Some new and intriguing proposals have been put on the table, though. One, from France and Ethiopia, includes some interesting ideas for solving the long-term problem of financing climate-change costs in poor countries. The two countries, an unlikely duo:
Meanwhile George Soros has come forward with his own proposal, which would rely heavily on the International Monetary Fund:
believe that various innovative financing mechanisms are key to ensure the predictability and sustainability of international public efforts. They call, in particular, for the creation of a tax on international financial transactions and consider other sources such as taxes on sea freight or air transport. Those mechanisms will mainly be dedicated to actions in poor and vulnerable countries, particularly in Africa, least developed countries, small island states and other developing countries with a low per-capita income ....
So, yes, there are ideas on the table.
"I propose that the developed countries -- in addition to establishing a fast start fund of $10 billion a year -- should band together and lend $100 billion dollars worth of these SDRs for 25 years to a special green fund serving the developing world. The fund would jump-start forestry, land-use, and agricultural projects. These are the areas that offer the greatest scope for reducing carbon emissions and could produce substantial returns from carbon markets. The returns such projects can generate go beyond reducing carbon; there will be non-carbon related returns from land use projects, the potential to create more sustainable rural livelihoods, enable higher and more resilient agriculture yields and create rural employment."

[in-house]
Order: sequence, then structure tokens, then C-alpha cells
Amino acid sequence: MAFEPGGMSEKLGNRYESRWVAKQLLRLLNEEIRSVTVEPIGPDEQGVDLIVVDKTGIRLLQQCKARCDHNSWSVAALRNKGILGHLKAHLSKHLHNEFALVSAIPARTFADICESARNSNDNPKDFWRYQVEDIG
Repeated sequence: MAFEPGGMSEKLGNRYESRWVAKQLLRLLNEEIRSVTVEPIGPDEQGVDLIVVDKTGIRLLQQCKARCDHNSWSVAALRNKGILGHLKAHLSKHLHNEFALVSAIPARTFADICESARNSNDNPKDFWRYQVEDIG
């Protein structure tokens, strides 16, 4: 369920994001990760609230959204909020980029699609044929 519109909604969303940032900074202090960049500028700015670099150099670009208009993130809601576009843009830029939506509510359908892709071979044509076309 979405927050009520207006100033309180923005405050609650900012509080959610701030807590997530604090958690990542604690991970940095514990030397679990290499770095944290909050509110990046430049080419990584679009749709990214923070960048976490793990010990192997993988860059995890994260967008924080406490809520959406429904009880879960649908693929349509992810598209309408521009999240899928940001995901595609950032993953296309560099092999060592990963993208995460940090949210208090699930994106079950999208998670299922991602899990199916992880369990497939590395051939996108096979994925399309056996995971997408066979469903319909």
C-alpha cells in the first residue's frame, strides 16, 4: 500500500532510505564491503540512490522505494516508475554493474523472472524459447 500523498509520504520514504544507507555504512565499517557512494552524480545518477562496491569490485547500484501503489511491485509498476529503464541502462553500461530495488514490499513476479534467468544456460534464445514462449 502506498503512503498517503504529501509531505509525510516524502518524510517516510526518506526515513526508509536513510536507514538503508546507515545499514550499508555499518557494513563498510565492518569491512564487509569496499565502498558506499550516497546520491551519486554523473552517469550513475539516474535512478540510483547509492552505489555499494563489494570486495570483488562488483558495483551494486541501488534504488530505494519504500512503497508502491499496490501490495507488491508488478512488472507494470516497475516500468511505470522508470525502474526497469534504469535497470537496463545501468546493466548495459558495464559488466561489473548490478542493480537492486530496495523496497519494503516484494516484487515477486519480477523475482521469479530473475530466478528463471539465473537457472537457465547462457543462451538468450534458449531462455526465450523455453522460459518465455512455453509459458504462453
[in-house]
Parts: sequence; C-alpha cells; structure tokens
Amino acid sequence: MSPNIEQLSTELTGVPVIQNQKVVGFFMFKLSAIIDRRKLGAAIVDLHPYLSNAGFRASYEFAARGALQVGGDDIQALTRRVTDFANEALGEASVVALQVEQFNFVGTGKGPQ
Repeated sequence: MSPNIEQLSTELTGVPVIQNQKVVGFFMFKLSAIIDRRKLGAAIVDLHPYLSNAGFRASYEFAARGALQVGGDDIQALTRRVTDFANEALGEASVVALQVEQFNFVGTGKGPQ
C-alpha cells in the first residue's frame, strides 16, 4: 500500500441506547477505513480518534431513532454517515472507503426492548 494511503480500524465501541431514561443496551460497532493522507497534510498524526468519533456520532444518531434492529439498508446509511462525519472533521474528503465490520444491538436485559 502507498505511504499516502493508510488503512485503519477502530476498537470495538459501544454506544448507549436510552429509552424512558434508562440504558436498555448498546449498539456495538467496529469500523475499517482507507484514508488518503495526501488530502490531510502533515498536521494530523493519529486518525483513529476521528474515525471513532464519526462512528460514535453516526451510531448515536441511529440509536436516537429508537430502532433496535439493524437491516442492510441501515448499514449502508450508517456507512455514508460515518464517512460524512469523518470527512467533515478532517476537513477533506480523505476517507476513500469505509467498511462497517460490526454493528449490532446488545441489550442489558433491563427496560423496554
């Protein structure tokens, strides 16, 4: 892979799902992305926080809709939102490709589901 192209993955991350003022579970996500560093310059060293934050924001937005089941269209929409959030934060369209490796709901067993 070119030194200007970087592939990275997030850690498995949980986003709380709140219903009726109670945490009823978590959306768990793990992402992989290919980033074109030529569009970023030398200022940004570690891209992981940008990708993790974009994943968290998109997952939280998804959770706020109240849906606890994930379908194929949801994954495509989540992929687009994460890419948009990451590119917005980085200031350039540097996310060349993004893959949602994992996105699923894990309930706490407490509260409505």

What's missing is any comparable financing proposal from the U.S. -- and having such a concept emerge is probably the key to making it sufficiently attractive to the Third World for any deal to emerge from this maelstrom. (Yes, I know the original maelstrom was off Norway, not Denmark, but you can only do so much with Hamlet's castle and Tivoli Gardens.) Secretary of State Hilary Clinton has already arrived here and will probably get an earful tomorrow when she meets with various other governments about their unhappiness that the U.S. has not been more forthcoming about how it proposes to solve the long-term financing problem.
It appears that the barrier is a deadlock within the Obama administration about which mechanisms might be acceptable -- and breaking such deadlocks is precisely why it's so important that President Obama come here and change the ground rules of a process that currently seems mired in distrust and a lack of generosity. So although the negotiations continue, there is a strong sense that the real opportunity will open when the American president arrives.
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